Filed Under:Life Insurance, Life Products

Prudential Agrees to $17M Unclaimed Property Settlement

The Florida Office of Insurance Regulation (Office) along with the Department of Financial Services (DFS) and the Office of the Attorney General (AG) today announced a multi-million dollar settlement agreement with Prudential Insurance Company of America and its affiliates (Prudential). By entering this agreement, Prudential is taking a leadership role in the industry to invest resources into efforts to locate beneficiaries of life insurance policies after the insured has died, but a claim has not been received.

Life insurance companies can find out that an insured has died by comparing policyholder records to the Social Security Administration’s Death Master List. Many companies have used this method to stop annuity payments, but have not used the same method to make life insurance payments. For several years, Prudential has used the Death Master List to make life insurance payments when it has found that an annuity holder has died or when it has a precise match to name, social security number, and date of birth.  Under this agreement, Prudential has committed to building a system to match inexact data, to search for beneficiaries if they find a match, and to do these matches more often.

As part of the agreement, Prudential agreed to:

  • Overhaul its computer system and revise its business practices to better utilize the Death Master File to identify life insurance beneficiaries.
  • Pay a national $17 million settlement payment.
  • Return monies promptly to beneficiaries when located through revised search efforts.
  • If a beneficiary cannot be identified, the amount due will be reported to the Unclaimed Property Bureau of the Florida DFS or the appropriate state unclaimed property office in accordance with state laws.
  • Provide quarterly reports for the next three years to the Office, DFS and the AG with updates on information specific to Prudential’s implementation of the agreement.

The lead investigatory states were California, Florida, Illinois, Pennsylvania, New Hampshire, New Jersey, and North Dakota, and these states have all signed the agreement. For the agreement to become effective, a total of at least 20 states need to sign. All states have until March 31, 2012 to sign the agreement to become eligible to receive the distribution of the settlement payment.

The national agreement was signed by the lead investigatory states and will involve a payment of $17 million for examination, compliance, and monitoring costs. Under the current distribution formula based on life insurance and annuity market share – Florida anticipates receiving at least 5 percent of this settlement to be divided equally between the Office, DFS, and the AG.

“I appreciate the cooperation of Prudential’s senior officers and regulatory compliance professionals for their work to help regulators identify beneficiaries, and to take steps proactively to implement procedures to more effectively pay claims and remit funds to the Division of Unclaimed Property,” said Insurance Commissioner Kevin McCarty. “Based on hearings conducted in May 2011, we know that the failure to search for beneficiaries even though the company has access to death information is a pervasive industry practice. The Office will move vigorously to ensure that other companies also revise their business practices to ensure beneficiaries are given all the life insurance proceeds to which they are entitled.”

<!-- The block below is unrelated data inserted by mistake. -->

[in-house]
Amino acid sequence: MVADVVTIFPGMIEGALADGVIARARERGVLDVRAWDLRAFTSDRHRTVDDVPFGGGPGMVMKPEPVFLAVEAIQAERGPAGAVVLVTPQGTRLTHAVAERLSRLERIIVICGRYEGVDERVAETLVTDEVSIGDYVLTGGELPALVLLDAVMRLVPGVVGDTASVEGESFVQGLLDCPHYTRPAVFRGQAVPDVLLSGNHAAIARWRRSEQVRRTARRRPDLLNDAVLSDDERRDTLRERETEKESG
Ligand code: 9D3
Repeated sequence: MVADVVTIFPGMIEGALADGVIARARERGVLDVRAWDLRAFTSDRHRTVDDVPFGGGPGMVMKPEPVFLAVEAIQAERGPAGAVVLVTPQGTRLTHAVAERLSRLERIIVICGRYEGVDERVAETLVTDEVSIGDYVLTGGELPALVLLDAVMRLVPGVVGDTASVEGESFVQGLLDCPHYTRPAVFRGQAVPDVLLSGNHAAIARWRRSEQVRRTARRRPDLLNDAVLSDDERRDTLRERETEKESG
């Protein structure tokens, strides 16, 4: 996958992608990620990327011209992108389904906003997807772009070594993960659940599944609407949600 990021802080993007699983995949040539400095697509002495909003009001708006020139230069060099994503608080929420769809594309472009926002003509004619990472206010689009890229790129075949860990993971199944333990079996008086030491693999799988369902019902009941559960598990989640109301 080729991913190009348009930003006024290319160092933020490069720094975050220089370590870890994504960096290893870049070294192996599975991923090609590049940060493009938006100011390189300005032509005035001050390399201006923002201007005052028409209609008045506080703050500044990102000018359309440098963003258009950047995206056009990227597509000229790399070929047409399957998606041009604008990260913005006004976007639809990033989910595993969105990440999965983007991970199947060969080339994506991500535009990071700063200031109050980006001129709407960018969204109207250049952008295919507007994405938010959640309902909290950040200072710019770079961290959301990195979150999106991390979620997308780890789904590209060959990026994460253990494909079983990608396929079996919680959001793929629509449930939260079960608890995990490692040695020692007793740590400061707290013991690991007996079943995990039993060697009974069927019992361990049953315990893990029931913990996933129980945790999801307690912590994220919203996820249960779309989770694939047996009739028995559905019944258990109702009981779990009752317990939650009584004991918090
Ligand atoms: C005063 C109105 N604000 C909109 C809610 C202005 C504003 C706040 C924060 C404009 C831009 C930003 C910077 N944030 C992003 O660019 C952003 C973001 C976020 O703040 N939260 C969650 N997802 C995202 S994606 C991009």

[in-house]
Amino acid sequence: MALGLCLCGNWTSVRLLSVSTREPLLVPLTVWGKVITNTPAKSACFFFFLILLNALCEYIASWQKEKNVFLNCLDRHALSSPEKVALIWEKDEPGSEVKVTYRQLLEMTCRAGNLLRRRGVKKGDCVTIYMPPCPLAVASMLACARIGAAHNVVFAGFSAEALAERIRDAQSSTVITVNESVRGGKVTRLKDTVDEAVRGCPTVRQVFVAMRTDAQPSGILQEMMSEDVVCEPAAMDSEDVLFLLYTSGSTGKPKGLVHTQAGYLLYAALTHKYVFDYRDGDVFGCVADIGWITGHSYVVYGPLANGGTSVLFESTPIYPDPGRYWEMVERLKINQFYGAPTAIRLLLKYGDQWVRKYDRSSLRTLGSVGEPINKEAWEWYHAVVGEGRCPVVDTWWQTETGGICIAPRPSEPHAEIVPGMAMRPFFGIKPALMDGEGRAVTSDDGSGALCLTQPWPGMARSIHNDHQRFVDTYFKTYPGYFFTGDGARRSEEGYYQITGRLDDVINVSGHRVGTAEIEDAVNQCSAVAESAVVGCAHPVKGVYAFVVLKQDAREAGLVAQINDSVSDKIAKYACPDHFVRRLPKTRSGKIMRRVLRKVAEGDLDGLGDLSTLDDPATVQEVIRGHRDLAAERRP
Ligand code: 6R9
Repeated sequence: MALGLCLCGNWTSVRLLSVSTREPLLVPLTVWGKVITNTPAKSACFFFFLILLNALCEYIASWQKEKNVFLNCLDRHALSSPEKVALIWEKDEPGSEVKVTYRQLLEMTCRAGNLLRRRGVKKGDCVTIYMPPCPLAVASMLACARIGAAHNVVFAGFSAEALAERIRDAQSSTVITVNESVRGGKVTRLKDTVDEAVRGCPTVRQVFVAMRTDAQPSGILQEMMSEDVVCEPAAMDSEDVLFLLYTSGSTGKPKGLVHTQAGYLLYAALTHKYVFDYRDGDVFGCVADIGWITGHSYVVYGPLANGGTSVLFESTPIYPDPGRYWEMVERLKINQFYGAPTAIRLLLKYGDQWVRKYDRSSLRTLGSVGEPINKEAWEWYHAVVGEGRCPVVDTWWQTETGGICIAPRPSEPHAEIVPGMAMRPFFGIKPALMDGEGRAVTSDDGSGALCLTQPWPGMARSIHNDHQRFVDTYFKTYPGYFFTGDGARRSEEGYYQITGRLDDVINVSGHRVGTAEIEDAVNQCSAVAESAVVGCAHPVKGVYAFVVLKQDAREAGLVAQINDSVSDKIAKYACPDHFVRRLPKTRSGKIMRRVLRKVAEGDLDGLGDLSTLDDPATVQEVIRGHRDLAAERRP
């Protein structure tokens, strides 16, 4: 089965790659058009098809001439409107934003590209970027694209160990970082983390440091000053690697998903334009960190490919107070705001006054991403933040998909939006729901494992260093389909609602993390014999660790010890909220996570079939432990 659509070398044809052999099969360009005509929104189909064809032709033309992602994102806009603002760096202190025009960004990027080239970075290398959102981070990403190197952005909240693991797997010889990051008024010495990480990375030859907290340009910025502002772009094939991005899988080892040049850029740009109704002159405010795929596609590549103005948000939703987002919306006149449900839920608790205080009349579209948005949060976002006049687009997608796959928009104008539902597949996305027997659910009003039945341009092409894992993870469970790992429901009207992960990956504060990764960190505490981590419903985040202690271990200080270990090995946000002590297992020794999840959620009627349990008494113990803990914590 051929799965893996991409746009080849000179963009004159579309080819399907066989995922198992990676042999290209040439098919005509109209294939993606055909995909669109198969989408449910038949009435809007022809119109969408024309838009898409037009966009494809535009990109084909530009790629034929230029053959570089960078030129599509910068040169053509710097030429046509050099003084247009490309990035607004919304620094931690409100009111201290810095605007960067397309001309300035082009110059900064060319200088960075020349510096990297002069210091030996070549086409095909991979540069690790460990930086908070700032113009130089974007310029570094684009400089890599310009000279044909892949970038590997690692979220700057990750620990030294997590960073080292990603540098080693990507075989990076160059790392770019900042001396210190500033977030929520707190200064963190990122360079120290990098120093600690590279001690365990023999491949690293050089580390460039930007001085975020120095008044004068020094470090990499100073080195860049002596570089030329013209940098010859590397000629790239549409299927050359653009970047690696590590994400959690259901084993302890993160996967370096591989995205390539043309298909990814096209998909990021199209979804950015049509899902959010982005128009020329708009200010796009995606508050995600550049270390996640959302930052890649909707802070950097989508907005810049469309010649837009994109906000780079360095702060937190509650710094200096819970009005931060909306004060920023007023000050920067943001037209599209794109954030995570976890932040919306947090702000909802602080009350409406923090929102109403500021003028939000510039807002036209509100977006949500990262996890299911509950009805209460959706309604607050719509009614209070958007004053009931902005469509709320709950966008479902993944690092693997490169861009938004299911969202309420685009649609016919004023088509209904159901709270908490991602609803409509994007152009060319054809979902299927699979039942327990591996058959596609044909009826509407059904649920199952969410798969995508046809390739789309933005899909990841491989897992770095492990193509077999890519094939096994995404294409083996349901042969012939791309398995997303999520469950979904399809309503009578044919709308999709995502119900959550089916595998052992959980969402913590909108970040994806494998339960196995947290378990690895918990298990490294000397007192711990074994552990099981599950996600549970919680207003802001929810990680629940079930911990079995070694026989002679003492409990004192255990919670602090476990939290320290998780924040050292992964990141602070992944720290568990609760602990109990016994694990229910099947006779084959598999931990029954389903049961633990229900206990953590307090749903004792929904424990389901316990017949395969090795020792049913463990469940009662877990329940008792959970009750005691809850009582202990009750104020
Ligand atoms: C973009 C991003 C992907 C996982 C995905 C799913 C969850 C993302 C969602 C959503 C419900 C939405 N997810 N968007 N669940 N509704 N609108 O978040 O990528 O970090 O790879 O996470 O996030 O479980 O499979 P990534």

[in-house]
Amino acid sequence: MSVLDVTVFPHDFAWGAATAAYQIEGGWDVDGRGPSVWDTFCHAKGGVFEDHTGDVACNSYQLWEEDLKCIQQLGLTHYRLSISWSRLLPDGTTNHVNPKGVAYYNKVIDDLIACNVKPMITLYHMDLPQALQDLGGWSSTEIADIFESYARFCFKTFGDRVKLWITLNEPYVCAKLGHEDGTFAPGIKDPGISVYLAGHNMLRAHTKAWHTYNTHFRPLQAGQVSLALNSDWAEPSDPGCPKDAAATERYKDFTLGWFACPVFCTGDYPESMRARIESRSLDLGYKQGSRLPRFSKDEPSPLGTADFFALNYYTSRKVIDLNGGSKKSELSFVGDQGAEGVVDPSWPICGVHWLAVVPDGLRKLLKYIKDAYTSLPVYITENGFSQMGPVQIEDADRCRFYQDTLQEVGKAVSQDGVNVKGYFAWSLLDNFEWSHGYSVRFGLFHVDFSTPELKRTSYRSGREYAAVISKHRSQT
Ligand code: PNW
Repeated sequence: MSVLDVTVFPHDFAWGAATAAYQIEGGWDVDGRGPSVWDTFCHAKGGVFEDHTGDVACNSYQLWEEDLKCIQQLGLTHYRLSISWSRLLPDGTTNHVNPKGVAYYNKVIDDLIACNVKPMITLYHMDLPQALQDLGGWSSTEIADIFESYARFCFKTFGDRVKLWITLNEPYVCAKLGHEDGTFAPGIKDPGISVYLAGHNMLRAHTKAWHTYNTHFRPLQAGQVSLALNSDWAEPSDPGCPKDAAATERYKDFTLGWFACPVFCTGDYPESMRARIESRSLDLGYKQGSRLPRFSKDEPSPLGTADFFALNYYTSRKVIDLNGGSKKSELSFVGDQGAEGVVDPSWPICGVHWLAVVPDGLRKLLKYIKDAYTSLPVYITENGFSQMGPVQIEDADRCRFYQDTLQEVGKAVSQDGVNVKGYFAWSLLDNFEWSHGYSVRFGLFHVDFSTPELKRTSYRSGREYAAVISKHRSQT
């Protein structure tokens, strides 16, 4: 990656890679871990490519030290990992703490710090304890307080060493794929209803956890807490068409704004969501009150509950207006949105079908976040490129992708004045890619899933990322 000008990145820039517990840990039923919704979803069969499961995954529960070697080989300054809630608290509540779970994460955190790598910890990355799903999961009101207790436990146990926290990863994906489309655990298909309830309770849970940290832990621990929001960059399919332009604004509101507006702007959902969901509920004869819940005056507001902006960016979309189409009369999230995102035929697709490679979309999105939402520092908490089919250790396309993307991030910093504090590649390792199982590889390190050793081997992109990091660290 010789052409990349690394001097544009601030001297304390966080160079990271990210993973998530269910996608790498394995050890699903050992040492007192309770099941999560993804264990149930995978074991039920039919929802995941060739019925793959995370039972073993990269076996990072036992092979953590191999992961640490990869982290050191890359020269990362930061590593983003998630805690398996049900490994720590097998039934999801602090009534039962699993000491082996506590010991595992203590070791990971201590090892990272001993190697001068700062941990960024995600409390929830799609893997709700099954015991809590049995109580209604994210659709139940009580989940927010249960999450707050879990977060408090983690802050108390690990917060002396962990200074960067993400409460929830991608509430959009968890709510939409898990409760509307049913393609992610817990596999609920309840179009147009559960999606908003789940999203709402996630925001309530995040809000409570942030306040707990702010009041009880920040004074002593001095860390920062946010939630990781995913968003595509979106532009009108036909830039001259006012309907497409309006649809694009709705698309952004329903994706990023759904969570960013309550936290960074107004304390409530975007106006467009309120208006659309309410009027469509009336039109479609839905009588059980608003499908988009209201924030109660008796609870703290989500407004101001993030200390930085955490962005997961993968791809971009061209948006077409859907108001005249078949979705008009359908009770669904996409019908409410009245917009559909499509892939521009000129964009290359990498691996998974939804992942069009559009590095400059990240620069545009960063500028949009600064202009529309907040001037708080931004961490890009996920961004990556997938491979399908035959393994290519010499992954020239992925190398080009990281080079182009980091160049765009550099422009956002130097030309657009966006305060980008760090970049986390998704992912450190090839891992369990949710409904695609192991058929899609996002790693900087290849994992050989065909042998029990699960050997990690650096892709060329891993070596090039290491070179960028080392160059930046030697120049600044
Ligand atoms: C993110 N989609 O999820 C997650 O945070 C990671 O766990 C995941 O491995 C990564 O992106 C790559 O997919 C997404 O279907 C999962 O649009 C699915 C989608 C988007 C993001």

“As a public official, I have a deep responsibility to ensure that companies doing business in our state are playing by the rules and honoring the contractual obligations they have made with their customers,” said Chief Financial Officer Jeff Atwater who oversees the Department of Financial Services. “As such, this landmark settlement with Prudential will make certain that Floridians get the dollars they are owed plus interest earned for the time the insurer held the payment. It will also require the company to improve its policies to protect policyholders from being systematically defrauded out of the dollars they’ve set aside to prepare for the loss of a loved one.”

"Life insurance companies should devote the resources necessary to find beneficiaries and make payments in a timely manner, and this settlement is one more advance in changing industry practices to protect rightful beneficiaries," stated Attorney General Pam Bondi with the Florida Office of the Attorney General.

In early 2011, the National Association of Insurance Commissioners (NAIC) formed the Investigation of Life/Annuities Claim Settlement Practices Task Force (chaired by Commissioner McCarty) to guide and coordinate the multistate examination process, and conducted public hearings in Florida and California in May 2011 on this issue. John Hancock Life Insurance Company reached a similar agreement with the Office, DFS and the AG in May 2011.

Consumers can access more information about either the Prudential or John Hancock settlement agreements by accessing the DFS Division of Consumer Service web page here or the Office’s web page on the Life Claims Settlement Issue

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